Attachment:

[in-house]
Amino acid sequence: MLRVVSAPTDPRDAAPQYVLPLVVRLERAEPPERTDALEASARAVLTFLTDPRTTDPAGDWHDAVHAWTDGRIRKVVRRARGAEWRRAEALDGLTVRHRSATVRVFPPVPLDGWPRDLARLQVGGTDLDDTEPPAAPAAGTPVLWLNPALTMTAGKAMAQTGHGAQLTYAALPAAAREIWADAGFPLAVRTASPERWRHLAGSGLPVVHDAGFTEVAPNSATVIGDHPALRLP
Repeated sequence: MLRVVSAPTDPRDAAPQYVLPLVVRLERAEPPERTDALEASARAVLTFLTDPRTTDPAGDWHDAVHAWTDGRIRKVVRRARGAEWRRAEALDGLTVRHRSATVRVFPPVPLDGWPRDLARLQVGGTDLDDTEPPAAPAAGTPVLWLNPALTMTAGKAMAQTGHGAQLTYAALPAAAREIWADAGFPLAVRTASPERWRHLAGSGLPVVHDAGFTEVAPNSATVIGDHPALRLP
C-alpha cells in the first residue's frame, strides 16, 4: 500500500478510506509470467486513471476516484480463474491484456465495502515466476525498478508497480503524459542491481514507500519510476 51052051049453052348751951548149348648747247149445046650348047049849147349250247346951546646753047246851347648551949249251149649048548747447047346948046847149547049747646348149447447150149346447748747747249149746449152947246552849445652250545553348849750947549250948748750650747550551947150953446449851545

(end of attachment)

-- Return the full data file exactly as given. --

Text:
[in-house]
Amino acid sequence: MLRVVSAPTDPRDAAPQYVLPLVVRLERAEPPERTDALEASARAVLTFLTDPRTTDPAGDWHDAVHAWTDGRIRKVVRRARGAEWRRAEALDGLTVRHRSATVRVFPPVPLDGWPRDLARLQVGGTDLDDTEPPAAPAAGTPVLWLNPALTMTAGKAMAQTGHGAQLTYAALPAAAREIWADAGFPLAVRTASPERWRHLAGSGLPVVHDAGFTEVAPNSATVIGDHPALRLP
Repeated sequence: MLRVVSAPTDPRDAAPQYVLPLVVRLERAEPPERTDALEASARAVLTFLTDPRTTDPAGDWHDAVHAWTDGRIRKVVRRARGAEWRRAEALDGLTVRHRSATVRVFPPVPLDGWPRDLARLQVGGTDLDDTEPPAAPAAGTPVLWLNPALTMTAGKAMAQTGHGAQLTYAALPAAAREIWADAGFPLAVRTASPERWRHLAGSGLPVVHDAGFTEVAPNSATVIGDHPALRLP
C-alpha cells in the first residue's frame, strides 16, 4: 500500500478510506509470467486513471476516484480463474491484456465495502515466476525498478508497480503524459542491481514507500519510476 51052051049453052348751951548149348648747247149445046650348047049849147349250247346951546646753047246851347648551949249251149649048548747447047346948046847149547049747646348149447447150149346447748747747249149746449152947246552849445652250545553348849750947549250948748750650747550551947150953446449851545